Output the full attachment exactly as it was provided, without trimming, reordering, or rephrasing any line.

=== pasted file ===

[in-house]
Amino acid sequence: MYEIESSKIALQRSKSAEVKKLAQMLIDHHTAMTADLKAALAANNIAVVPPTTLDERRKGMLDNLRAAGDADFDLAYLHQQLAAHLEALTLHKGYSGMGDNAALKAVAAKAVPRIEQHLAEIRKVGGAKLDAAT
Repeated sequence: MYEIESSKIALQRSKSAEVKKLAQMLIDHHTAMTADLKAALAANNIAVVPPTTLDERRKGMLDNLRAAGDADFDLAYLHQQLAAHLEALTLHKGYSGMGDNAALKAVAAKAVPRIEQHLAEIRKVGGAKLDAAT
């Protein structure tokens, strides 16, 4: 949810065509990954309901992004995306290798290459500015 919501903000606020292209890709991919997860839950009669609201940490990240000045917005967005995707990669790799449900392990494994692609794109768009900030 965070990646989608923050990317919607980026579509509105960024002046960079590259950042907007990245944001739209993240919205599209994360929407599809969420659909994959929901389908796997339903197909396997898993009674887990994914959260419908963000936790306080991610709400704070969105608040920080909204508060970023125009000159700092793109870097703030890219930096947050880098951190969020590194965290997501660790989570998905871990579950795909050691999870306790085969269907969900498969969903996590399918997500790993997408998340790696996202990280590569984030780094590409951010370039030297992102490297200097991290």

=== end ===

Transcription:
[in-house]
Amino acid sequence: MYEIESSKIALQRSKSAEVKKLAQMLIDHHTAMTADLKAALAANNIAVVPPTTLDERRKGMLDNLRAAGDADFDLAYLHQQLAAHLEALTLHKGYSGMGDNAALKAVAAKAVPRIEQHLAEIRKVGGAKLDAAT
Repeated sequence: MYEIESSKIALQRSKSAEVKKLAQMLIDHHTAMTADLKAALAANNIAVVPPTTLDERRKGMLDNLRAAGDADFDLAYLHQQLAAHLEALTLHKGYSGMGDNAALKAVAAKAVPRIEQHLAEIRKVGGAKLDAAT
């Protein structure tokens, strides 16, 4: 949810065509990954309901992004995306290798290459500015 919501903000606020292209890709991919997860839950009669609201940490990240000045917005967005995707990669790799449900392990494994692609794109768009900030 965070990646989608923050990317919607980026579509509105960024002046960079590259950042907007990245944001739209993240919205599209994360929407599809969420659909994959929901389908796997339903197909396997898993009674887990994914959260419908963000936790306080991610709400704070969105608040920080909204508060970023125009000159700092793109870097703030890219930096947050880098951190969020590194965290997501660790989570998905871990579950795909050691999870306790085969269907969900498969969903996590399918997500790993997408998340790696996202990280590569984030780094590409951010370039030297992102490297200097991290």